How are Pakistani leaders and society responding to the worst-ever mass-casualty terrorist attack on school children in Pakistan since 911?
Will Pakistani political leaders finally come together to fight the Taliban menace? How will the government and the society at large deal with terrorist sympathizers and apologists present in all walks of life in society?
Will the Pakistani media continue to offer a platform to the apologists and sympathizers of terrorists to rationalize murders of innocent civilians, including women and children?
Will Pakistanis finally own this war against the Taliban as their own war?
ViewPoint from Overseas host Faraz Darvesh discusses these questions with panelists Ali H Cemendtaur, Sabahat Ashraf (iFaqeer) and Riaz Haq(www.riazhaq.com)
Pakistan's Political, Military Policy Actions in Response to Peshawar Tragedy from WBT TV on Vimeo.
What is Nawaz Sharif's Counter-terror strategy?
Pak Media Cheers as Vindictive Right Wing Judges Pursue Musharraf
Taliban or RAW-liban?
Indian National Security Advisor Ajit Doval's Story as Undercover RAW Agent in Pakistan
Viewpoint From Overseas-Vimeo
Viewpoint From Overseas-Youtube
Islam should be separate from politics. That's when things will start improving.
Western world realised it much before and that's why they never allow region or religious leaders to dictate any policy decisions. Today so many muslims want to migrate and live in western countries because of secular constitution this guarantees equality for men and women alike also laws although not sharia or church teaching based still don't discriminate based on religion.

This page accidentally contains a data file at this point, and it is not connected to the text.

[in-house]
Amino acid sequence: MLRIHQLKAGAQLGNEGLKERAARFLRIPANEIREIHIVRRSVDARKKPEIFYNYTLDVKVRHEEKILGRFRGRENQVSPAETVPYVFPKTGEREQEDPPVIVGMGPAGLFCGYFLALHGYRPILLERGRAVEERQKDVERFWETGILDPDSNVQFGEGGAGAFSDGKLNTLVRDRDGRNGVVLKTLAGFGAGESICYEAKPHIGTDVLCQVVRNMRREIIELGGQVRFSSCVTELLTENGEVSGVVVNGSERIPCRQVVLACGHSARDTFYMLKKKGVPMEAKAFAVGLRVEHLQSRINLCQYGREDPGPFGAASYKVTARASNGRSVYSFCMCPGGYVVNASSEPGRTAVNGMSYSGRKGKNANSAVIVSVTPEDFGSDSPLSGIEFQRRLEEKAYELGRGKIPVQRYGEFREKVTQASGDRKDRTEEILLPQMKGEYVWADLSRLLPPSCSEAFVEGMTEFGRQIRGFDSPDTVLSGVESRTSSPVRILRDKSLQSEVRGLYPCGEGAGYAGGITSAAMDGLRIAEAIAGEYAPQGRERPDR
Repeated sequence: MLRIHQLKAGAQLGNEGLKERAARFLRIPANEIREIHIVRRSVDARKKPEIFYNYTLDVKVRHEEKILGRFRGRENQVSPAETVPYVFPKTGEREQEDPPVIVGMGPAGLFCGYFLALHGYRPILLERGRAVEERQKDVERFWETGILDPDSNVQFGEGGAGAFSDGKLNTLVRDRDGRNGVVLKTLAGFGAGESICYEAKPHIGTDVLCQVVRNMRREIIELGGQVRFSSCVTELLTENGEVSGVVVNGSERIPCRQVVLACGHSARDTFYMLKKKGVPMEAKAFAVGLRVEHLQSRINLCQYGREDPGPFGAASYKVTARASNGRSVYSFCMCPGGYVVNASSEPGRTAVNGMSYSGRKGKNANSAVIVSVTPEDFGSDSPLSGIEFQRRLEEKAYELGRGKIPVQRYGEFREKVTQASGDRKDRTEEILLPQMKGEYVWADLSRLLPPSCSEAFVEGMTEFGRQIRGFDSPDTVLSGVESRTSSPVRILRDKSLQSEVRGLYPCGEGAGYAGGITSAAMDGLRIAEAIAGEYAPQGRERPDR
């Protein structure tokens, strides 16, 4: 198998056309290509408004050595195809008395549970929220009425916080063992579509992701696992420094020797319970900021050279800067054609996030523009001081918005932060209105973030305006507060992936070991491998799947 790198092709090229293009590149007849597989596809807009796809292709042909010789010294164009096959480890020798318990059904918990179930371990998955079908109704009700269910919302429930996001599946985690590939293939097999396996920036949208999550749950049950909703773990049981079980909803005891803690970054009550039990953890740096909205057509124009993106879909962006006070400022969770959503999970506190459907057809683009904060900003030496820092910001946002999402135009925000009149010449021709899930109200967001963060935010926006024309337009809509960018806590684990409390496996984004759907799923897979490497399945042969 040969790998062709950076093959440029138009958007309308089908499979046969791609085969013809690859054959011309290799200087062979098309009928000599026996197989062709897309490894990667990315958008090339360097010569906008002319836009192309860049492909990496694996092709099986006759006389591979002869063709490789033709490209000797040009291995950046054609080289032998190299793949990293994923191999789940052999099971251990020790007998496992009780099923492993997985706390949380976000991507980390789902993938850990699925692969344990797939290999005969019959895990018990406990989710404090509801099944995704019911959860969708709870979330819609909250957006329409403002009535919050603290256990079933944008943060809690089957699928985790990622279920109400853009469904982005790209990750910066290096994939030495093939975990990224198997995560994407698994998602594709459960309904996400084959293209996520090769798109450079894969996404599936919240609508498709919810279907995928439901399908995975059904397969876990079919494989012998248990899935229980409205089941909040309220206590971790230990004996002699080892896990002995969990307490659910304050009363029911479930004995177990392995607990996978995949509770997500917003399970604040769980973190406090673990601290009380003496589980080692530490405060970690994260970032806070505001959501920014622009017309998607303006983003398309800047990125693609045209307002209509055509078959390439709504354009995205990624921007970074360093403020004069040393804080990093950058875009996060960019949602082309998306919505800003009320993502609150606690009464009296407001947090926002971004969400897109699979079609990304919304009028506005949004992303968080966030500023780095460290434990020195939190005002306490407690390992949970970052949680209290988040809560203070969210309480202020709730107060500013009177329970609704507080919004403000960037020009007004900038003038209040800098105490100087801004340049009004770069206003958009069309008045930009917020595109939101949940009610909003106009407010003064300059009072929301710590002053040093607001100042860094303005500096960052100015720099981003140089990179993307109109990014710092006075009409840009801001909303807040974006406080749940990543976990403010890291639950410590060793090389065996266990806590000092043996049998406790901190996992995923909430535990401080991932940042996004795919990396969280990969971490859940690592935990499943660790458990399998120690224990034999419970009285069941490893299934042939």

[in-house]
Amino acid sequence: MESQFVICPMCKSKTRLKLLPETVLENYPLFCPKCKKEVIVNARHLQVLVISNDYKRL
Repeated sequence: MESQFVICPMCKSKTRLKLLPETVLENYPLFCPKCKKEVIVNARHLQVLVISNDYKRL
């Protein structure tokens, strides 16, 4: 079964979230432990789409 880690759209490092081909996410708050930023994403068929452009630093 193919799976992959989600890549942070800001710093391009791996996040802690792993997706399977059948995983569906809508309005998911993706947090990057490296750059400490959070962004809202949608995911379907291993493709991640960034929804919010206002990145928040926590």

Indian-Marxist analysis of our country:
History of Journalism Ethics
by Stephen J. A. Ward
This section provides a summary of the main theories of the press and its ethics, from the 17th century onward.
Societies have transmitted news since the dawn of human consciousness and pre-literate society. The origin of the modern journalist, however, begins with Gutenberg’s printing press and a host of social, political and
A drum transmitter used by Reuters to send b&w and color news photos before the use of digital photography. Photo courtesy John Schults.
economic changes in Western Europe that provided the conditions necessary for the emergence of a periodic news press by the 17th century. This was a press that included a variety of news and opinion for sale to a public, and it did so periodically. It took the form of weekly and bi-weekly “news books” or “news sheets” in Europe in the early 1600s. (See The Invention of Journalism Ethics.)